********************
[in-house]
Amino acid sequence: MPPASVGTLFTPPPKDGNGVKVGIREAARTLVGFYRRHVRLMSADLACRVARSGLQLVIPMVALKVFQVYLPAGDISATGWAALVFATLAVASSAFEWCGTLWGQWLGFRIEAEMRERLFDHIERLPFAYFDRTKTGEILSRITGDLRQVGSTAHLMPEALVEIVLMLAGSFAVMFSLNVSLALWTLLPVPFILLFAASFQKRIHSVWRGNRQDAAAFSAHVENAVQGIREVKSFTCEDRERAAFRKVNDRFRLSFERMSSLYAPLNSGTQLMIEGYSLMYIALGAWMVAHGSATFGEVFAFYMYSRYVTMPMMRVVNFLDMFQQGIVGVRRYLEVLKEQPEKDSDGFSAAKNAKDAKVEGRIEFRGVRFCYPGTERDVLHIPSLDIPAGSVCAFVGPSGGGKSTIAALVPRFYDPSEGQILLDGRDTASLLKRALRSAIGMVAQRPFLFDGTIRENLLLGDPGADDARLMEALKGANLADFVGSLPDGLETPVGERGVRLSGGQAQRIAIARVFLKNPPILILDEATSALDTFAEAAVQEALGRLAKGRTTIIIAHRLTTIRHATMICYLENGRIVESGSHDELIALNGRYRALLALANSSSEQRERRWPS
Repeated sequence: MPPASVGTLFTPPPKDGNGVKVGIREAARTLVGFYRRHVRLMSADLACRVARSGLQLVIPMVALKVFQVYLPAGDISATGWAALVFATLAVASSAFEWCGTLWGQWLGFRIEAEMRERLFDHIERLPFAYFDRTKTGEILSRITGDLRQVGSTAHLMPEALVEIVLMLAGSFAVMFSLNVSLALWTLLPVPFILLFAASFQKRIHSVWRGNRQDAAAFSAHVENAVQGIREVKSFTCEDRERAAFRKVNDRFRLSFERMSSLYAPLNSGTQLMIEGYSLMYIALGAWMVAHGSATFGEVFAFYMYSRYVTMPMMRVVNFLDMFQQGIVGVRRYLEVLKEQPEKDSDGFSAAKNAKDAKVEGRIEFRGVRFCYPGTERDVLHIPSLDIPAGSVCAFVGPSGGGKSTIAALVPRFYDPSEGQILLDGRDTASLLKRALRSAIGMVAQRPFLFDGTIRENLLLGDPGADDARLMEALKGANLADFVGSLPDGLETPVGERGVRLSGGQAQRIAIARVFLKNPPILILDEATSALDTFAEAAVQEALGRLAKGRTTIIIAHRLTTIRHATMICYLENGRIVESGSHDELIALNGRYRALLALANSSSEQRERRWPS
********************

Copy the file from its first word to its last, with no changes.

[in-house]
Amino acid sequence: MPPASVGTLFTPPPKDGNGVKVGIREAARTLVGFYRRHVRLMSADLACRVARSGLQLVIPMVALKVFQVYLPAGDISATGWAALVFATLAVASSAFEWCGTLWGQWLGFRIEAEMRERLFDHIERLPFAYFDRTKTGEILSRITGDLRQVGSTAHLMPEALVEIVLMLAGSFAVMFSLNVSLALWTLLPVPFILLFAASFQKRIHSVWRGNRQDAAAFSAHVENAVQGIREVKSFTCEDRERAAFRKVNDRFRLSFERMSSLYAPLNSGTQLMIEGYSLMYIALGAWMVAHGSATFGEVFAFYMYSRYVTMPMMRVVNFLDMFQQGIVGVRRYLEVLKEQPEKDSDGFSAAKNAKDAKVEGRIEFRGVRFCYPGTERDVLHIPSLDIPAGSVCAFVGPSGGGKSTIAALVPRFYDPSEGQILLDGRDTASLLKRALRSAIGMVAQRPFLFDGTIRENLLLGDPGADDARLMEALKGANLADFVGSLPDGLETPVGERGVRLSGGQAQRIAIARVFLKNPPILILDEATSALDTFAEAAVQEALGRLAKGRTTIIIAHRLTTIRHATMICYLENGRIVESGSHDELIALNGRYRALLALANSSSEQRERRWPS
Repeated sequence: MPPASVGTLFTPPPKDGNGVKVGIREAARTLVGFYRRHVRLMSADLACRVARSGLQLVIPMVALKVFQVYLPAGDISATGWAALVFATLAVASSAFEWCGTLWGQWLGFRIEAEMRERLFDHIERLPFAYFDRTKTGEILSRITGDLRQVGSTAHLMPEALVEIVLMLAGSFAVMFSLNVSLALWTLLPVPFILLFAASFQKRIHSVWRGNRQDAAAFSAHVENAVQGIREVKSFTCEDRERAAFRKVNDRFRLSFERMSSLYAPLNSGTQLMIEGYSLMYIALGAWMVAHGSATFGEVFAFYMYSRYVTMPMMRVVNFLDMFQQGIVGVRRYLEVLKEQPEKDSDGFSAAKNAKDAKVEGRIEFRGVRFCYPGTERDVLHIPSLDIPAGSVCAFVGPSGGGKSTIAALVPRFYDPSEGQILLDGRDTASLLKRALRSAIGMVAQRPFLFDGTIRENLLLGDPGADDARLMEALKGANLADFVGSLPDGLETPVGERGVRLSGGQAQRIAIARVFLKNPPILILDEATSALDTFAEAAVQEALGRLAKGRTTIIIAHRLTTIRHATMICYLENGRIVESGSHDELIALNGRYRALLALANSSSEQRERRWPS